Thursday, April 3, 2008

Vietnam and the U.S. 1970 – Iraq, Afghanistan and the U.S. 2008

Given the current daily news from Iraq and Afghanistan, I thought it would be interesting to look at the news headlines from the first week in April 1970 – one month before the Kent State National Guard shootings as well as the opening of MRS. LIEUTENANT: A SHARON GOLD NOVEL.

Here are some news briefs from “Day by Day: The Seventies,” Volume 1, 1970-1975, by Thomas Leonard, Cynthia Crippen and Marc Aronson:

April 1: Communists launch a major assault across South Vietnam, striking at military bases and bombing major cities.

April 2: South Vietnamese and Communists delegates at the Paris Peace talks react with coolness to a French proposal for an international conference on Southeast Asia.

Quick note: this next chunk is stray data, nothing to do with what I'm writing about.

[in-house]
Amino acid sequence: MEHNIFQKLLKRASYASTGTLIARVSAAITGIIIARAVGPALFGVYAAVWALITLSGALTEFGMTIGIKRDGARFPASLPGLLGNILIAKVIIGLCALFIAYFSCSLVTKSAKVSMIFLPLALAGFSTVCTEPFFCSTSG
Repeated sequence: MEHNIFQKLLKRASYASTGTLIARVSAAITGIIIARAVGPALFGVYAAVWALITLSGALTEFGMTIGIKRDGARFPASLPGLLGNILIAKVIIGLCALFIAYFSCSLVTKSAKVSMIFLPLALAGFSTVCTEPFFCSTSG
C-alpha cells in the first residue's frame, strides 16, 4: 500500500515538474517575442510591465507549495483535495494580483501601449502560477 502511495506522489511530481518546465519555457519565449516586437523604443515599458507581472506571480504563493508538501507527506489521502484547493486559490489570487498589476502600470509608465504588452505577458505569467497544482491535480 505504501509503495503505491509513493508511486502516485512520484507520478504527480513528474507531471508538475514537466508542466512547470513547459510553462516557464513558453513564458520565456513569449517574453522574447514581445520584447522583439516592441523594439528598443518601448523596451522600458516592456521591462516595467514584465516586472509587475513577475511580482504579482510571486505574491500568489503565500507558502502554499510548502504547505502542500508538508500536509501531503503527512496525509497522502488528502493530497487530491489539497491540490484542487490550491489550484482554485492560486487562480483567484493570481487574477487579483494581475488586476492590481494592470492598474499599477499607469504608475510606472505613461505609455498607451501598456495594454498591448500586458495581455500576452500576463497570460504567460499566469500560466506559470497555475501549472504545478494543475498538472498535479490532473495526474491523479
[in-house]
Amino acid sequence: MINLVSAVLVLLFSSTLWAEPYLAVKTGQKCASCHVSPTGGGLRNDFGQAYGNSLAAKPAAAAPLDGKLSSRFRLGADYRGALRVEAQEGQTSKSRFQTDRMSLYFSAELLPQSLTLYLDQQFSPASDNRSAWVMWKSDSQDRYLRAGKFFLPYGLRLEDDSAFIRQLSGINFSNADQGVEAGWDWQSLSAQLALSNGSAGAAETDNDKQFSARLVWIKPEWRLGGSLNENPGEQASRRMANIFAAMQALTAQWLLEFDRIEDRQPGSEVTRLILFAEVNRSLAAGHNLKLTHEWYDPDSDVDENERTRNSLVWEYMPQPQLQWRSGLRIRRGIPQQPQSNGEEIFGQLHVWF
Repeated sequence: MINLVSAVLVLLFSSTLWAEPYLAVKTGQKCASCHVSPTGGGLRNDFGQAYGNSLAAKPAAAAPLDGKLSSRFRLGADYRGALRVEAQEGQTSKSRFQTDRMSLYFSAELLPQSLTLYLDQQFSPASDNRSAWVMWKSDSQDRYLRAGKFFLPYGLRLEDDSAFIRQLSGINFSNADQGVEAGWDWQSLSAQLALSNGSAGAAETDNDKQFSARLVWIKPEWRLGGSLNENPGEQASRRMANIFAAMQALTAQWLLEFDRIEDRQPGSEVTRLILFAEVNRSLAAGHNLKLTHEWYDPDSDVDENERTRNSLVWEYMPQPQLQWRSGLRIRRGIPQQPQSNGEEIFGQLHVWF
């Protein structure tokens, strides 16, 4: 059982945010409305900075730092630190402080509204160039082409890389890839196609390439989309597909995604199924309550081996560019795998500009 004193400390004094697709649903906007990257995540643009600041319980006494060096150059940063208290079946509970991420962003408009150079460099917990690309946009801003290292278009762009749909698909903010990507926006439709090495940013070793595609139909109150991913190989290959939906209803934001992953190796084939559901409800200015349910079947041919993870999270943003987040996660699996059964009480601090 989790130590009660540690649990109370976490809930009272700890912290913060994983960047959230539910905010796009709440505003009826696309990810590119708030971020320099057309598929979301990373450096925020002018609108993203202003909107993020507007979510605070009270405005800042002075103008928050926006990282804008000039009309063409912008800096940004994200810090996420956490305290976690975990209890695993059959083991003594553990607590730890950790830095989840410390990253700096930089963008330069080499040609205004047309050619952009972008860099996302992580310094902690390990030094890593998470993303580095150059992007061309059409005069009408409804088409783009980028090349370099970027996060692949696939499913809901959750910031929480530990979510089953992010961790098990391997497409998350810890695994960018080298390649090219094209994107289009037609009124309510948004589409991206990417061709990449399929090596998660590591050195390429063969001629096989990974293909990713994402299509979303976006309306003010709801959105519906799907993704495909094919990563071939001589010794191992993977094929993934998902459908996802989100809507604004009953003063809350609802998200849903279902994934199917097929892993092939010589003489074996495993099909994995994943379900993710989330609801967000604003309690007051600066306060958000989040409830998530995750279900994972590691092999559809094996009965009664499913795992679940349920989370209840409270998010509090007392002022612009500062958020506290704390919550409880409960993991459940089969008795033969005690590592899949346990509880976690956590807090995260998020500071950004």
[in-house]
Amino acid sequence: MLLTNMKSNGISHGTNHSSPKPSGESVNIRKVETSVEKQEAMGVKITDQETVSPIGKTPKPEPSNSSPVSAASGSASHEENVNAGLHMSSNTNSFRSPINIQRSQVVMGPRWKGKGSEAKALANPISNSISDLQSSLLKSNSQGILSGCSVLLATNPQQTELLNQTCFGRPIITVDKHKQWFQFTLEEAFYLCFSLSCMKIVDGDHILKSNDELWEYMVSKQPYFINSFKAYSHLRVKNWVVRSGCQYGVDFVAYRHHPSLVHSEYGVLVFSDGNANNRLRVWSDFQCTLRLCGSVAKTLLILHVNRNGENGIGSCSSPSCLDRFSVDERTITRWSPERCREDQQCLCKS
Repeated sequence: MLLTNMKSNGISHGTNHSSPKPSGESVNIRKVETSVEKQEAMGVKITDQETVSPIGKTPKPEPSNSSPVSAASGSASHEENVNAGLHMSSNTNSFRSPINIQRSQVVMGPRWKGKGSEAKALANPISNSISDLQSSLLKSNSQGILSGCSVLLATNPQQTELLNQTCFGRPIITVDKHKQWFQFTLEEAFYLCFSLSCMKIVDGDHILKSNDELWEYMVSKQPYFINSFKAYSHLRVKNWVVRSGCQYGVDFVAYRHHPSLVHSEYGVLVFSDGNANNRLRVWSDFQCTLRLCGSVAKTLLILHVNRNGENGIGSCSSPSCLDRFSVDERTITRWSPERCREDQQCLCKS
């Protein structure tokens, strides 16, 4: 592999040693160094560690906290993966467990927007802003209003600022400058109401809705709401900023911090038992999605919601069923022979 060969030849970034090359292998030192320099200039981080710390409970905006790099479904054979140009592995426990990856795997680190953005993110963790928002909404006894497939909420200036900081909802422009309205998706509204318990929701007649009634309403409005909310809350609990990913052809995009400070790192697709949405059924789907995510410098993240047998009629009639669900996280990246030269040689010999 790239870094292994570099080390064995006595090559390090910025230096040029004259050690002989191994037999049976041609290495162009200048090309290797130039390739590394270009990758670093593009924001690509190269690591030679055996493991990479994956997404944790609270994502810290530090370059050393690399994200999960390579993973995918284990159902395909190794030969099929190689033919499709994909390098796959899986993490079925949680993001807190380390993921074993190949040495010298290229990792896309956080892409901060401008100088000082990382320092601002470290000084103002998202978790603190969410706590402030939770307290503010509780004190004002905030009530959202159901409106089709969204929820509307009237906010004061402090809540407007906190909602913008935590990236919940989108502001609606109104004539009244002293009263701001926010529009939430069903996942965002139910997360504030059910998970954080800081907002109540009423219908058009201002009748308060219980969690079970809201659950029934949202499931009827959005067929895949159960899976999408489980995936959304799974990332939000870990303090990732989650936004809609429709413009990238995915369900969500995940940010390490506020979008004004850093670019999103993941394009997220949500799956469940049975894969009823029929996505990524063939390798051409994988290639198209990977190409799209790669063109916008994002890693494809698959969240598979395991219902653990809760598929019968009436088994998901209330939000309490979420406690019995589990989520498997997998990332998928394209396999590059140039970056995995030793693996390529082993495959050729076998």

April 4: Increased fighting in Vietnam is reflected by 138 U.S. fatalities for the week, highest weekly figure since September 1969.

April 5: Battles along the DMZ in South Vietnam are the heaviest since November 14, 1969.

And instead of the current home mortgage crisis news and the election campaign news, the home-front news of that week included on April 1st:

  • The first contract covering table grape pickers in U.S. is signed in Los Angeles.
  • With agreement on a 41 percent wage increase over three years, the 60-day tugboat strike ends in New York harbor.
  • President Nixon signs a bill outlawing radio and television cigarette advertising effective January 2, 1971.

When we are busy with our everyday lives – whether in April 1970 or April 2008 – we often forget about U.S military forces deployed in combat areas. And there are many, many currently deployed military personnel who don’t have friends or family back home thinking of them.

As part of your everyday life now, consider supporting Soldiers Angels (, which sends letters, care packages and comfort items to deployed military personnel. The organization’s mission statement: “May No Soldier Go Unloved.”

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